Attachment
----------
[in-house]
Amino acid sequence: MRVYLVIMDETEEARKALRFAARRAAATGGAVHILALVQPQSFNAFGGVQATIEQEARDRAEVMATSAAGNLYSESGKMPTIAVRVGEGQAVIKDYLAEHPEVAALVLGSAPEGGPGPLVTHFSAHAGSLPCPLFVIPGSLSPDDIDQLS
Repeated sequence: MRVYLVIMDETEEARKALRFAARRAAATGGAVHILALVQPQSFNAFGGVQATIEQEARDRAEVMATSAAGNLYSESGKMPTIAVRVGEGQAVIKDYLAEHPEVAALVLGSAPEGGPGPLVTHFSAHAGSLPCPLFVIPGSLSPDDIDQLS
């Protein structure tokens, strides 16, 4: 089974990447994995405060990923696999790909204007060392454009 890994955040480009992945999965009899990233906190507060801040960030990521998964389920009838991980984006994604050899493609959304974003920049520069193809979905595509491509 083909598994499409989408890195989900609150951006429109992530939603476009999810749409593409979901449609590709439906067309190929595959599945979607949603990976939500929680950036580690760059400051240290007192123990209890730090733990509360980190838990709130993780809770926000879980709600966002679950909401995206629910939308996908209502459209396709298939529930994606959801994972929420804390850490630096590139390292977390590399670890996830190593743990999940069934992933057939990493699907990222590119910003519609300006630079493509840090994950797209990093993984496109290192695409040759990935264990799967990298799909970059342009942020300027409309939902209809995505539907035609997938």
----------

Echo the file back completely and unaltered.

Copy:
[in-house]
Amino acid sequence: MRVYLVIMDETEEARKALRFAARRAAATGGAVHILALVQPQSFNAFGGVQATIEQEARDRAEVMATSAAGNLYSESGKMPTIAVRVGEGQAVIKDYLAEHPEVAALVLGSAPEGGPGPLVTHFSAHAGSLPCPLFVIPGSLSPDDIDQLS
Repeated sequence: MRVYLVIMDETEEARKALRFAARRAAATGGAVHILALVQPQSFNAFGGVQATIEQEARDRAEVMATSAAGNLYSESGKMPTIAVRVGEGQAVIKDYLAEHPEVAALVLGSAPEGGPGPLVTHFSAHAGSLPCPLFVIPGSLSPDDIDQLS
């Protein structure tokens, strides 16, 4: 089974990447994995405060990923696999790909204007060392454009 890994955040480009992945999965009899990233906190507060801040960030990521998964389920009838991980984006994604050899493609959304974003920049520069193809979905595509491509 083909598994499409989408890195989900609150951006429109992530939603476009999810749409593409979901449609590709439906067309190929595959599945979607949603990976939500929680950036580690760059400051240290007192123990209890730090733990509360980190838990709130993780809770926000879980709600966002679950909401995206629910939308996908209502459209396709298939529930994606959801994972929420804390850490630096590139390292977390590399670890996830190593743990999940069934992933057939990493699907990222590119910003519609300006630079493509840090994950797209990093993984496109290192695409040759990935264990799967990298799909970059342009942020300027409309939902209809995505539907035609997938």